In Dearborn, Congressional Dems highlight Build Back Better Act’s early childhood investments

By: - November 9, 2021 9:45 am

U.S. House Democrats Brenda Lawrence, Katherine Clark and Debbie Dingell visit Wayne Metro Community Action Agency’s Early Head Start Program in Dearborn on Monday, They highlighted the importance of critical early childhood investments included in the President Joe Biden-led Build Back Better Act. | Ken Coleman

A group of U.S. House Democrats toured Wayne Metro Community Action Agency’s Early Head Start Program in Dearborn on Monday and highlighted the importance of critical early childhood investments included in the President Joe Biden-led Build Back Better Act.

“It’s always a refreshing day when you spend time with children,” said U.S. Rep. Debbie Dingell (D-Dearborn). “Wayne Metro’s Early Head Start Program is critical in early childhood development, and I’m so thankful for their commitment to ensuring the success of every individual child. In Congress, we’re fighting for better access to quality childcare in the Build Back Better Act, from lowering costs and strengthening worker benefits, so Michigan families can save thousands, parents can rejoin the workforce, and we can boost the economy.”

U.S. House Assistant Speaker Katherine Clark (D-Mass.), and U.S Rep. Brenda Lawrence (D-Southfield) also attended the event. Clark added that childcare is “foundational to a strong, inclusive economy.”

“It’s what allows parents to work, our kids to thrive, and our economy to grow,” said Clark.

After the U.S. House on Friday approved a $1.2 trillion infrastructure bill, federal lawmakers are now turning their attention to the Build Back Better Act. The sweeping social infrastructure bill, which has faced some opposition among Congressional Republicans and some moderate Democrats, makes a significant investment into early childhood education and childcare.

The nearly $2 trillion proposal would provide funding to lower the cost of childcare for working families, expand the availability of high-quality childcare, and raise wages for childcare workers. In Michigan, for example, a typical family of four could save nearly $35,000 a year on childcare with these once-in-a-generation investments.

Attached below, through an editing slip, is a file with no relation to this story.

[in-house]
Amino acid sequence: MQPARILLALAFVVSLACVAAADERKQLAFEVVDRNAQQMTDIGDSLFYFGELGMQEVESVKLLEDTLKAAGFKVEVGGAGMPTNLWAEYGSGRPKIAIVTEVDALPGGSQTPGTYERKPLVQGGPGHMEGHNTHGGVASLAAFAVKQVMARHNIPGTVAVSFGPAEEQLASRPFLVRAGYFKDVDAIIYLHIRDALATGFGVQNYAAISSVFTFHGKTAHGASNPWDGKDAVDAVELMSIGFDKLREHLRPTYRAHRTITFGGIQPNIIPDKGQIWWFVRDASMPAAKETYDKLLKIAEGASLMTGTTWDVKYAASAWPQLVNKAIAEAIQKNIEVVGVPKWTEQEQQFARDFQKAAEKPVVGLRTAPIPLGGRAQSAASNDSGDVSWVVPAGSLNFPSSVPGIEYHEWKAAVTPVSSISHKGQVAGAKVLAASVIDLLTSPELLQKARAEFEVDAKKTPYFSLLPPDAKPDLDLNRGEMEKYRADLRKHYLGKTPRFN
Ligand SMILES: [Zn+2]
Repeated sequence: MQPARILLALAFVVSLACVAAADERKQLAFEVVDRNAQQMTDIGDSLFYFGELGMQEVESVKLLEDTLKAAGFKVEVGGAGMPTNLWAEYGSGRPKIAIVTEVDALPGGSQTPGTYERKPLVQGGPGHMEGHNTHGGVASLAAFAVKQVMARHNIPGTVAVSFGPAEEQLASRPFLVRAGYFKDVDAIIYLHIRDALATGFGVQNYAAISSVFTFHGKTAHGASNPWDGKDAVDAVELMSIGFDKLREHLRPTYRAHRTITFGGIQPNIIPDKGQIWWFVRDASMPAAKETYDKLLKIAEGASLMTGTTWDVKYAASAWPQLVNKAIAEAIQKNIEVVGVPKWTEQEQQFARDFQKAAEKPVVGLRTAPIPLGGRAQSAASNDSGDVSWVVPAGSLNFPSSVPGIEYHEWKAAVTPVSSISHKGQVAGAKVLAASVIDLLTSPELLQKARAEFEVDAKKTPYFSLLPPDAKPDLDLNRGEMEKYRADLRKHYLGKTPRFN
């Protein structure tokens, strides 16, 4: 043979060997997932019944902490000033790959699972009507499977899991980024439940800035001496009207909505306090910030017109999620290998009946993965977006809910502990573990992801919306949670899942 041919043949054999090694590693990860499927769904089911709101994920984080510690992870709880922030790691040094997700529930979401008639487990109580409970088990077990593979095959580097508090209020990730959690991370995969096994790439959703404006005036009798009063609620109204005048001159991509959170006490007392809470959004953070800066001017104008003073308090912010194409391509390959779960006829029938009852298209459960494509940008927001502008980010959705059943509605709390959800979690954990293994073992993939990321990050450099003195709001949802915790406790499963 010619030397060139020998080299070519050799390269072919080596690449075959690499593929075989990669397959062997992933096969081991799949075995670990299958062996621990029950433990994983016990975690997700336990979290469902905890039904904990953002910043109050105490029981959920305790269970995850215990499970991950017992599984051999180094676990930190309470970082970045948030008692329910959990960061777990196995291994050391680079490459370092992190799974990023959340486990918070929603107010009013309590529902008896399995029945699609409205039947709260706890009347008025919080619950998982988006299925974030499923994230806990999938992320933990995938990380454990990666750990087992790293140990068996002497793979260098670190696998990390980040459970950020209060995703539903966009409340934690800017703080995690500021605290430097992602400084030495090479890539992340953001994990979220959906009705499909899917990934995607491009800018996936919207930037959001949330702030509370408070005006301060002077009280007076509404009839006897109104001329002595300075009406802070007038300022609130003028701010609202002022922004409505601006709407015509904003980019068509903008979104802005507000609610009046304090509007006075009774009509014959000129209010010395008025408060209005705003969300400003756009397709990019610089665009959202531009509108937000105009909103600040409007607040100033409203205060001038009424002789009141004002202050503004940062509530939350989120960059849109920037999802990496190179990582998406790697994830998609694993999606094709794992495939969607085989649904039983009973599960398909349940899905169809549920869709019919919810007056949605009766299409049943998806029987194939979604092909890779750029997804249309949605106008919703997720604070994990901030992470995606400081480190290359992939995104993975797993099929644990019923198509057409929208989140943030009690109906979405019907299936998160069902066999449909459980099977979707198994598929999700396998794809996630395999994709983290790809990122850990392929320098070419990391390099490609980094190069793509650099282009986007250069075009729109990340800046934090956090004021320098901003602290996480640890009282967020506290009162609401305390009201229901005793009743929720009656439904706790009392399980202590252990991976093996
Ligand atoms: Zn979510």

It would also provide free preschool for all 3- and 4-year-olds and extend the federal child tax credit.

Lawrence tweeted on Monday, “The #BuildBackBetter Act means building back better for Michiganders.

  • Investing in childcare and universal Pre-K
  • Increasing affordable housing
  • Tackling climate change
  • Lowering drug prices and health care costs

We’re going to get this done!”  

Jessica Moore, director of early childhood services for Wayne Metropolitan Community Action Agency, thanked the U.S. House members.

“Their continued commitment to early childhood education and the Build Back Better Act is poised to bring increased educational equity and opportunity – for our children, families and educators,” said Moore.

The push for the Build Back Better Act follows the House passing the $1.2 trillion infrastructure bill, which Gov. Gretchen Whitmer touted in a prepared statement as a “win-win for Michigan.” The infrastructure bill, which the White House said Biden will “soon” sign, includes the following funding for Michigan:

  •  $7.3 billion for road repairs
  •  $563 million for bridge replacement and repair
  •  $1 billion for public transportation improvements
  •  $1.3 billion for water infrastructure
  •  $100 million for expanding high-speed internet access
  •  $110 million for electric vehicle charging infrastructure

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Ken Coleman
Ken Coleman

Ken Coleman covers Southeast Michigan, economic justice and civil rights. He is a former Michigan Chronicle senior editor and served as the American Black Journal segment host on Detroit Public Television. He has written and published four books on black life in Detroit, including Soul on Air: Blacks Who Helped to Define Radio in Detroit and Forever Young: A Coleman Reader. His work has been cited by the Detroit News, Detroit Free Press, History Channel and CNN. Additionally, he was an essayist for the award-winning book, Detroit 1967: Origins, Impacts, Legacies. Ken has served as a spokesperson for the Michigan Democratic Party, Detroit Public Schools, U.S. Sen. Gary Peters and U.S. Rep. Brenda Lawrence. Previously to joining the Advance, he worked for the Detroit Federation of Teachers as a communications specialist. He is a Historical Society of Michigan trustee and a Big Brothers Big Sisters of Metropolitan Detroit advisory board member.

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